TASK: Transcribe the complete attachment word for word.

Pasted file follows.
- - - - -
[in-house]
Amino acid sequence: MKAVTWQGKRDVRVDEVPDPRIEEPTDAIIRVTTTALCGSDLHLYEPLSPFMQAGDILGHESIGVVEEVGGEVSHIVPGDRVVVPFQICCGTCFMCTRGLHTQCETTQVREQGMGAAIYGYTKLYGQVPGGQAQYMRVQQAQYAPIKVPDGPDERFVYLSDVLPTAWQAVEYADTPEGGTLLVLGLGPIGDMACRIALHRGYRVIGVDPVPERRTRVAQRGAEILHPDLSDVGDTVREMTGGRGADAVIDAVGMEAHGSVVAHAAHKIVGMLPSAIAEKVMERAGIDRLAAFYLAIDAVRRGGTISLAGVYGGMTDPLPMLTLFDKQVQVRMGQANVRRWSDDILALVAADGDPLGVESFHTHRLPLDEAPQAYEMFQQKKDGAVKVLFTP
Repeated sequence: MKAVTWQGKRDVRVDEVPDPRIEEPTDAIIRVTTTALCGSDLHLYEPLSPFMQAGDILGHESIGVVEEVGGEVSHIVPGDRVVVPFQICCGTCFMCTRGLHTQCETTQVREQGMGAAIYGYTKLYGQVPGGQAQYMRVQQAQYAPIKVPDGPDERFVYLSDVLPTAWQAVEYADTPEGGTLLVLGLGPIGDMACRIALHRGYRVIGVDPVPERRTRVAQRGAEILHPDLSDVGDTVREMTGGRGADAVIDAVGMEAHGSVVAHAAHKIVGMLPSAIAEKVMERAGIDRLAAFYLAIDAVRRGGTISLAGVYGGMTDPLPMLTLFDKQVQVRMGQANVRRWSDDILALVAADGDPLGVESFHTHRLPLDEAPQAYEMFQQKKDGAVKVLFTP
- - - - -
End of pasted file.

[in-house]
Amino acid sequence: MKAVTWQGKRDVRVDEVPDPRIEEPTDAIIRVTTTALCGSDLHLYEPLSPFMQAGDILGHESIGVVEEVGGEVSHIVPGDRVVVPFQICCGTCFMCTRGLHTQCETTQVREQGMGAAIYGYTKLYGQVPGGQAQYMRVQQAQYAPIKVPDGPDERFVYLSDVLPTAWQAVEYADTPEGGTLLVLGLGPIGDMACRIALHRGYRVIGVDPVPERRTRVAQRGAEILHPDLSDVGDTVREMTGGRGADAVIDAVGMEAHGSVVAHAAHKIVGMLPSAIAEKVMERAGIDRLAAFYLAIDAVRRGGTISLAGVYGGMTDPLPMLTLFDKQVQVRMGQANVRRWSDDILALVAADGDPLGVESFHTHRLPLDEAPQAYEMFQQKKDGAVKVLFTP
Repeated sequence: MKAVTWQGKRDVRVDEVPDPRIEEPTDAIIRVTTTALCGSDLHLYEPLSPFMQAGDILGHESIGVVEEVGGEVSHIVPGDRVVVPFQICCGTCFMCTRGLHTQCETTQVREQGMGAAIYGYTKLYGQVPGGQAQYMRVQQAQYAPIKVPDGPDERFVYLSDVLPTAWQAVEYADTPEGGTLLVLGLGPIGDMACRIALHRGYRVIGVDPVPERRTRVAQRGAEILHPDLSDVGDTVREMTGGRGADAVIDAVGMEAHGSVVAHAAHKIVGMLPSAIAEKVMERAGIDRLAAFYLAIDAVRRGGTISLAGVYGGMTDPLPMLTLFDKQVQVRMGQANVRRWSDDILALVAADGDPLGVESFHTHRLPLDEAPQAYEMFQQKKDGAVKVLFTP